Student and Non-Student Awareness of Identity Theft
This article was written by John Winterdyk and Nikki Thompson for the Canadian Journal of Criminology and Criminal Justice. It is titled “Student and non-student awareness of identity theft,” and encompasses the rising concern of identity theft. The article, subsequently, continues to reveal the increasing number of identity fraud cases throughout the United States and Canada over the last decade, with particular focus on the susceptibility of young adults. Moreover, it measures the awareness about the nature, extent, risk and effects of identity theft and a variety of fraudulent behaviors among university students and non-students. The intended purpose of the article is to demonstrate how oblivious society is to the procedure and effects of identity theft. Winterdyk and Thompson begin the article by providing a statistical analysis of the frequency of identity theft. They discuss the increasing media attention regarding identity theft, its role in smuggling undocumented migrants and its ties with organized crime. It is described as “one of the fastest growing white-collar crimes,” with nearly 10% of Canadians being victims of such theft at some point in their lives. The article continues to inform the intended audience of the ways identity theft is commonly performed.
Identity theft is a major crime that happens to millions of people every year. People whose identities have been stolen can spend months and years trying to clean up the mess the thieves have made of a good name and credit record. There are many different types of identity theft and ways to deal with it. Identity theft is very serious and stolen identities are used to commit many other crimes. ...
The first form of identity theft is stealing other people’s identification information through physical means. A second form of identity theft involves using another person’s identifying information in order to illegally establish a financial account in that person’s name. The third form discussed is electronic hijacking of another person’s existing account. Lastly, the authors identify the fourth category of identity theft which involves creating a fictitious identity using the information of a deceased person or through other surreptitious means. After identification and explanation of the many forms of identity theft, Winterdyk and Thompson continue to discuss the means by which laws have been implemented to control the problem of identity theft. The Canadian Criminal Code outlines 30 different offences including: personation, forged passports, forging using credit cards, interception of information, conspiracy and forging documents. The article is then concluded by an analysis of those who are most commonly affected by identity theft. Young adults between the ages of 18-20 are most susceptible to identity fraud. Within this age group, students were found to disclose more personal information (I.e SIN numbers) then non-students.
However, interestingly students tend to use secure websites more often to perform transactions compared to non-students. In my opinion the argument is completely validated and the author provides adequate reasoning and evidence to support his argument. I completely agree that most of society is minimally informed of the different forms of identity theft. They are unacquainted with pre-emptive measures and are unaware of identity theft’s role in illegal immigration and organized crime. This article is significant as it can effortlessly be connected with course material. Primarily, identity theft is an illegal crime, thus it is a wrongful act that the State recognizes as deserving of control and punishment in the interests of society as a whole. Thus, in order to preserve the rule of law, the foundation of our democratic society, we must prosecute these actions. Due to the difficulty involved in catching these criminals, it is efficient for the State to provide ample instruction on how to lessen one’s chances of being a victim of identity theft. By doing so it fulfills its purpose as a criminal law, which is the Protection of Society. Moreover, because it is a Criminal Code offence, the actus reus and mens rea must be examined in all circumstances. The actus reus would be the actual use—whatever form that takes—of the other person’s identity for fraudulent purposes. With mens rea the defendant must intend to use another person’s identity for fraudulent purposes. Moreover, identity fraud is an increasing issue in Canadian society. It causes many people significant amounts of money, it is used to hide illegal immigrants and is used by criminal organizations for purposes of laundering money. In the end, the government can only do so much to protect its citizens. People will always find ways to get around laws and thus as citizens we must be informed of how we can reduce our vulnerability as victims.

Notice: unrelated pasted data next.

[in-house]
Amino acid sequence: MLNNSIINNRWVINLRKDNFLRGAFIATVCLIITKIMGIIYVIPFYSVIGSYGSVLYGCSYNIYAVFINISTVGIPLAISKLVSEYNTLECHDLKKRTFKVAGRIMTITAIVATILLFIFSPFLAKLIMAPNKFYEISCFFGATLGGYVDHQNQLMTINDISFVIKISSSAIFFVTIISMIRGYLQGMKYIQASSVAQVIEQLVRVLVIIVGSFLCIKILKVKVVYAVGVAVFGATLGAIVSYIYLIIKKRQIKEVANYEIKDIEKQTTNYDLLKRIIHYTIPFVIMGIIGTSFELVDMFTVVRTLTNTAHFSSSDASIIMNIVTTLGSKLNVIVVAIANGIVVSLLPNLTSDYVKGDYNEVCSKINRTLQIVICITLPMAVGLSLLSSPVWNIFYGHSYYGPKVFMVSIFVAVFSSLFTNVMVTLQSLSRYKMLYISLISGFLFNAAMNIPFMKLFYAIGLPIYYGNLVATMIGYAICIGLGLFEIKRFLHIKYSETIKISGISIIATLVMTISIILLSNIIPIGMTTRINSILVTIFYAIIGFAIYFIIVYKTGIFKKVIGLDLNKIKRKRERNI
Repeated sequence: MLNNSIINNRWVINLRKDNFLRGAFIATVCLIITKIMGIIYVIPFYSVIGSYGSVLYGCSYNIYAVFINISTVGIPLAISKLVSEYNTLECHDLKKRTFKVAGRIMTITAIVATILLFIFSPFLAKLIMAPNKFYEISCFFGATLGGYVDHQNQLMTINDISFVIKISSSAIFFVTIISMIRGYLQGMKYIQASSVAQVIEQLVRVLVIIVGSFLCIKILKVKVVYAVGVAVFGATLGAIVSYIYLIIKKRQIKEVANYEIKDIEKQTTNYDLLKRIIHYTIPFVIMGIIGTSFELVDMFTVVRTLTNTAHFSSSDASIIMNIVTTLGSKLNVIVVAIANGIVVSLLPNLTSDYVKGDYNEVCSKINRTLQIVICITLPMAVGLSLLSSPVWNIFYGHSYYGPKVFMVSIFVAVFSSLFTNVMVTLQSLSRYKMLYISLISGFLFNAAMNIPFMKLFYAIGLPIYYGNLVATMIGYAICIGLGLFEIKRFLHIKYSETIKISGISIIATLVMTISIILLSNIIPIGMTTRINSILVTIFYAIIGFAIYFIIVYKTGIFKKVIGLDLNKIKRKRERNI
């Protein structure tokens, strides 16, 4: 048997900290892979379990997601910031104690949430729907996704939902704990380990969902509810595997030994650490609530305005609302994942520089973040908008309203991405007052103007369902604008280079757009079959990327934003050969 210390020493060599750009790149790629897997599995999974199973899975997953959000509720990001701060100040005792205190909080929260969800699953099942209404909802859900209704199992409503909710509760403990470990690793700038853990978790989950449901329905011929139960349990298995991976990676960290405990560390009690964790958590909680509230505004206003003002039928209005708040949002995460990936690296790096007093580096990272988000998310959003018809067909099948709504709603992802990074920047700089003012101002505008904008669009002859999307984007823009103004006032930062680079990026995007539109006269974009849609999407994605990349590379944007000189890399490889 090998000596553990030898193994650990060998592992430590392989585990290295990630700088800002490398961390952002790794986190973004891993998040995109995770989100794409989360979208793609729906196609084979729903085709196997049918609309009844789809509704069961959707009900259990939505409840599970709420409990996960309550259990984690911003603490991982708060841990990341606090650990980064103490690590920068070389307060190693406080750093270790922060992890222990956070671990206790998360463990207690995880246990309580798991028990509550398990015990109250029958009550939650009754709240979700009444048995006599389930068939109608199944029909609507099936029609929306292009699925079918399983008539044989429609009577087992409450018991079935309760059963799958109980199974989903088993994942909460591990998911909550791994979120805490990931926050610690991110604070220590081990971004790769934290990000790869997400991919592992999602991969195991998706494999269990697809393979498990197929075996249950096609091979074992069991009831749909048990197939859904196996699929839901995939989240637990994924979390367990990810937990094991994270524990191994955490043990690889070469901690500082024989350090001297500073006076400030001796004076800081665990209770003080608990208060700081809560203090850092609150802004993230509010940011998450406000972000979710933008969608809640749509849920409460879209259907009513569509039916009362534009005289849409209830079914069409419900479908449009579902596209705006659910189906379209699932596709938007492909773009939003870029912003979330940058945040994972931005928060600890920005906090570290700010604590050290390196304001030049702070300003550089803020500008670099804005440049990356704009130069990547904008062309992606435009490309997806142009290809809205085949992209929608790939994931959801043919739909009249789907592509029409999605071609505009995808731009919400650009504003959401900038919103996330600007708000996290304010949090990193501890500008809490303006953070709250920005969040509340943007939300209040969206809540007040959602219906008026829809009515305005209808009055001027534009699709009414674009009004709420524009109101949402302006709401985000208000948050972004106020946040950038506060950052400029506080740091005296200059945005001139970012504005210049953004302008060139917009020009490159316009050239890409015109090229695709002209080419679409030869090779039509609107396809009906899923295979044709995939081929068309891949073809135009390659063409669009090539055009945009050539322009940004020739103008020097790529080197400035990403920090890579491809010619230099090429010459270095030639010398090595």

Identity Theft With the public emergence and worldwide explosion of the internet, Identity theft has become one of the most rapidly increasing crimes. What was once a personal crime requiring criminals to have some form of contact with the victim, if nothing more than rummaging through the trash, can now be done from as close as next door or as far away as across the world. No one is exempt from ...
Winterdyk, John, and Nikki Thompson. “Student and non-student perceptions and awareness of identity theft.” Canadian Journal of Criminology and Criminal Justice 50.2 (2008): 153+. CPI.Q (Canadian Periodicals).
Web. 31 Jan. 2010. .
CLN 4U: Critical Article Analysis:
Student and Non-Student Awareness of Identity Theft
February 1st, 2010